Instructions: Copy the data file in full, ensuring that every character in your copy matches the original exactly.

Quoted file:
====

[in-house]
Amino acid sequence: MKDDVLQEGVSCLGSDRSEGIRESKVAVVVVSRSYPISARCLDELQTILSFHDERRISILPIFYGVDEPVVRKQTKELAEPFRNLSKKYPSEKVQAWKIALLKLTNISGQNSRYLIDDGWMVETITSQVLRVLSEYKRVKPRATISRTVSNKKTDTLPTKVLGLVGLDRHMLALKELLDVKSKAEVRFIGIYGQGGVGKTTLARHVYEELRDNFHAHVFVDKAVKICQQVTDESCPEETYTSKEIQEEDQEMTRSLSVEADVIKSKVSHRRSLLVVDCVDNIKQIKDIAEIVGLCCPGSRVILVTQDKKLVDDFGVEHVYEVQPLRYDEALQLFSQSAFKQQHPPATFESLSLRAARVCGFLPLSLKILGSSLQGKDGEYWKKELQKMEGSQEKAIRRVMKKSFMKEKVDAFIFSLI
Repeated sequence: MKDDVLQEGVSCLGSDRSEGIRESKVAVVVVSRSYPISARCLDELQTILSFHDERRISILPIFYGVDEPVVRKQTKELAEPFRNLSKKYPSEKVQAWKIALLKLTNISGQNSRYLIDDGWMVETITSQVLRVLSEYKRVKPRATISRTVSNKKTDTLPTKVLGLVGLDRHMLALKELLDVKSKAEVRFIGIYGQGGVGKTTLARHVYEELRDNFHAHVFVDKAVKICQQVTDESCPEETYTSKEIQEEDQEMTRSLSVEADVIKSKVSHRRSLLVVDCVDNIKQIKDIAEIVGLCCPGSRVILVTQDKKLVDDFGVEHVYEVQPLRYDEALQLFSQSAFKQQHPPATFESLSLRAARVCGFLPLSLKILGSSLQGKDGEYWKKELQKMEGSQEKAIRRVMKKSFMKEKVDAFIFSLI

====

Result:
[in-house]
Amino acid sequence: MKDDVLQEGVSCLGSDRSEGIRESKVAVVVVSRSYPISARCLDELQTILSFHDERRISILPIFYGVDEPVVRKQTKELAEPFRNLSKKYPSEKVQAWKIALLKLTNISGQNSRYLIDDGWMVETITSQVLRVLSEYKRVKPRATISRTVSNKKTDTLPTKVLGLVGLDRHMLALKELLDVKSKAEVRFIGIYGQGGVGKTTLARHVYEELRDNFHAHVFVDKAVKICQQVTDESCPEETYTSKEIQEEDQEMTRSLSVEADVIKSKVSHRRSLLVVDCVDNIKQIKDIAEIVGLCCPGSRVILVTQDKKLVDDFGVEHVYEVQPLRYDEALQLFSQSAFKQQHPPATFESLSLRAARVCGFLPLSLKILGSSLQGKDGEYWKKELQKMEGSQEKAIRRVMKKSFMKEKVDAFIFSLI
Repeated sequence: MKDDVLQEGVSCLGSDRSEGIRESKVAVVVVSRSYPISARCLDELQTILSFHDERRISILPIFYGVDEPVVRKQTKELAEPFRNLSKKYPSEKVQAWKIALLKLTNISGQNSRYLIDDGWMVETITSQVLRVLSEYKRVKPRATISRTVSNKKTDTLPTKVLGLVGLDRHMLALKELLDVKSKAEVRFIGIYGQGGVGKTTLARHVYEELRDNFHAHVFVDKAVKICQQVTDESCPEETYTSKEIQEEDQEMTRSLSVEADVIKSKVSHRRSLLVVDCVDNIKQIKDIAEIVGLCCPGSRVILVTQDKKLVDDFGVEHVYEVQPLRYDEALQLFSQSAFKQQHPPATFESLSLRAARVCGFLPLSLKILGSSLQGKDGEYWKKELQKMEGSQEKAIRRVMKKSFMKEKVDAFIFSLI